It was the final lesson, though I didn’t know. Nunu did. She made a mess in her book, the deluxe tome her mother had bought, meaning to inspire her. It inspired her, all right. A whole page was covered in scribble, great, jagged lines. Nunu had succeeded at last, done her best and got it all right. It was perfect scribble. She looked pleased. She’d expressed an opinion. What’s more, she’d done it in front of me.
“The rabbit did that,” I said, then set some maths questions. She got the first one wrong. “Don’t worry.” I consoled. “If girls knew everything, I wouldn’t have a job.” There was a note of irony. She would have heard it. “You don’t even know my name.” She didn’t speak. “It’s all right. I’m not proud. You can call me Greg.”
“Graham,” she corrected, kindly. It was the last lesson.
“I know teenagers who haven’t heard of Pompeii. One boy I teach – he’s in Year 9 – didn’t know what toffee was.” Pause. “If you can’t do a question, just go on to the next one.”
Nunu smiled, then went on answering. For the first time in weeks, she looked keen; she worked fast. She wasn’t reading the questions. She put a dash for every answer. At the end – it didn’t take long – she threw her pen down like a victor’s sword: “I can’t do any of them!”
“That was silly.”
“I don’t care.”
“The lesson’s finished. Now you’ve answered those questions, we’ll have to correct them. I was going to do something else next week.”
“You won’t be here next week. I’m going to get you sacked.”
“It’s not a good idea. You won’t get more free time. Your mother will just find another tutor.”
“I won’t have any tutor.”
“Yes, you will, someone who’s professional and mean and won’t let you do what you want – as I do,” I added, in case she’d forgotten. “There’s always another tutor.” Pause. “I’m not resigning. Good luck, though.”
Three days later, I got a call from mother. When I didn’t answer, she left a message. She asked me to call her back. She didn’t explain, but it sounded serious, like a funeral. In a way, it was. I called back.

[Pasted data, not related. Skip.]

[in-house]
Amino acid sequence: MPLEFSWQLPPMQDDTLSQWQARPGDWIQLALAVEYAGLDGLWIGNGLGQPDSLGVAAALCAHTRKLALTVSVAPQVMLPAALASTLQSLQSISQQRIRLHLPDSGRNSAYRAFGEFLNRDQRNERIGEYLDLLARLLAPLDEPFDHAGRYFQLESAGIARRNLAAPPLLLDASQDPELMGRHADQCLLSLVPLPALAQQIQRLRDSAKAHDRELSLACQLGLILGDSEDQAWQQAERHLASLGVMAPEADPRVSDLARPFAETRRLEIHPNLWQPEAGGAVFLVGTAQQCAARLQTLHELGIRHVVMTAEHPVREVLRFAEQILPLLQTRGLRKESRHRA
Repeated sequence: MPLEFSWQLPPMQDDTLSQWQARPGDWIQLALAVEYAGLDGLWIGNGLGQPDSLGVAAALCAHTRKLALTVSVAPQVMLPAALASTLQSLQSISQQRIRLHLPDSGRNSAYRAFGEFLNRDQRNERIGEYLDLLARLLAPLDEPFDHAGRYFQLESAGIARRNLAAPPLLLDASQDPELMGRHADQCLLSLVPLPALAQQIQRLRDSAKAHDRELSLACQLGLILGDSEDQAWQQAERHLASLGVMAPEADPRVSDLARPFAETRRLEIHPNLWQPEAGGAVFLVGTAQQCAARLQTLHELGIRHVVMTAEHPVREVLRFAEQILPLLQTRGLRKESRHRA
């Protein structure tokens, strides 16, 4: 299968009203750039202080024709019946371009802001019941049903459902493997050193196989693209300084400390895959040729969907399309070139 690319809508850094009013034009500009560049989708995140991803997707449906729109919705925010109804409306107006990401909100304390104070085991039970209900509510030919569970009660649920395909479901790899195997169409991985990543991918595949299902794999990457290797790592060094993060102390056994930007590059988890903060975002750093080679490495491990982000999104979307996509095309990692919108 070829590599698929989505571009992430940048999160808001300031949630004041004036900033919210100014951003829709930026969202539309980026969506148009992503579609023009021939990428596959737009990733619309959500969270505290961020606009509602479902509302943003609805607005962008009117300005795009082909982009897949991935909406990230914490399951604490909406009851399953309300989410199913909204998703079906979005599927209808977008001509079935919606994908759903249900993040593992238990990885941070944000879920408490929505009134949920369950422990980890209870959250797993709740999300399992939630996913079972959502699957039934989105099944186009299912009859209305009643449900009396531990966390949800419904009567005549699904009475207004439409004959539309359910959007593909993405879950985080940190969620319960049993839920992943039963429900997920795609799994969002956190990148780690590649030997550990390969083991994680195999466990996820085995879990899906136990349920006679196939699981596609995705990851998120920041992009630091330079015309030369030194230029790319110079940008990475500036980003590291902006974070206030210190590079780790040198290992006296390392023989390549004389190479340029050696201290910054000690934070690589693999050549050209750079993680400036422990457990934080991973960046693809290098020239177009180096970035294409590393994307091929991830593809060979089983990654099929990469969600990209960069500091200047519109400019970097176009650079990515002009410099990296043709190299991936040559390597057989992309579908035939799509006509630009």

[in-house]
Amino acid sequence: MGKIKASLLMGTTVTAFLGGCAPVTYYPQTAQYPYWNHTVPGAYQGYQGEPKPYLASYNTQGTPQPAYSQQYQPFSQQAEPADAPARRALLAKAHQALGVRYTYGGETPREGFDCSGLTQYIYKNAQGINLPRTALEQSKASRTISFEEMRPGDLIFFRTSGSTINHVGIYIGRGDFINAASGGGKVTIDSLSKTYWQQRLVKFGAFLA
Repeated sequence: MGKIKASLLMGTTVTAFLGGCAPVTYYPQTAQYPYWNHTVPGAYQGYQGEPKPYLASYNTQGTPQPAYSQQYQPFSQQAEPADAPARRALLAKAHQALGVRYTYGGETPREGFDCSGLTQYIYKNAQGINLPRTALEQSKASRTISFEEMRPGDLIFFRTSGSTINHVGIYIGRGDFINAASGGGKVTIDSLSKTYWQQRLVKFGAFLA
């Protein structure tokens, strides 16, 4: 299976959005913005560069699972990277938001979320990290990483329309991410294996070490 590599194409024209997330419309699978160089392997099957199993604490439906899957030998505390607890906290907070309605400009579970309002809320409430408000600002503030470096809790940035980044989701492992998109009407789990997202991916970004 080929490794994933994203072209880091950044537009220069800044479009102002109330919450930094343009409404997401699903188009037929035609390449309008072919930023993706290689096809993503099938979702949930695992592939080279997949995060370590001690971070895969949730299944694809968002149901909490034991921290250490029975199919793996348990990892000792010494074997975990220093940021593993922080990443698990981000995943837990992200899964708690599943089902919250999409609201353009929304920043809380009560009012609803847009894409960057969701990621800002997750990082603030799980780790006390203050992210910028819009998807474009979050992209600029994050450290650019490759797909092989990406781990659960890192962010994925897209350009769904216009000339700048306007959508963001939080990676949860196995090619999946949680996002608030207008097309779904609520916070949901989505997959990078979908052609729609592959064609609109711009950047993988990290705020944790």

“Sorry I missed you.”
“Your phone was on. It was ringing.”
I sensed a reprimand. I wondered if she was cross. Mothers can be.
“It was on silent.”
“I wanted to have some discussions.” An odd phrase. Her voice was odd too. “I’m deciding the best way to move ahead.” It wasn’t a real discussion. She didn’t want my opinion. Like Nunu, she’d made up her mind already. But she sacked me gently. Nunu didn’t do that. “I think I’ll tutor her myself.”
It’s what mothers say when their child rejects a tutor – me, anyway. It’s happened more than once. Nunu’s mother didn’t know. These were her first ‘discussions.’ She meant well. When she hired me, she was doing her best for Nunu. When she sacked me, gently, she was doing her best for me. I felt sorry for her.
My last memory of Nunu. The lesson was over. We were at the door. I was outside, looking back. She stood behind her mother, jumping up so I could see her, putting out her tongue and smiling, twitching her nose, with her hands on her head, like ears.
Outside, looking back. I found a piece of paper in my bag, the other day, when I wasn’t thinking about Nunu. It was a recycled sheet, a photocopy, which I’d put there for the lesson, for Xs and Os or other scribble, so she wouldn’t spoil her book, and mother wouldn’t know. At the end, I’d take the sheet with me. I did too, but we never got to use it. There was no scribble, just a poem on the other side. Nunu didn’t do that. Still, the sheet had meaning, the sort of thing that makes a tutor sad. Not this time, not this tutor. I threw it away.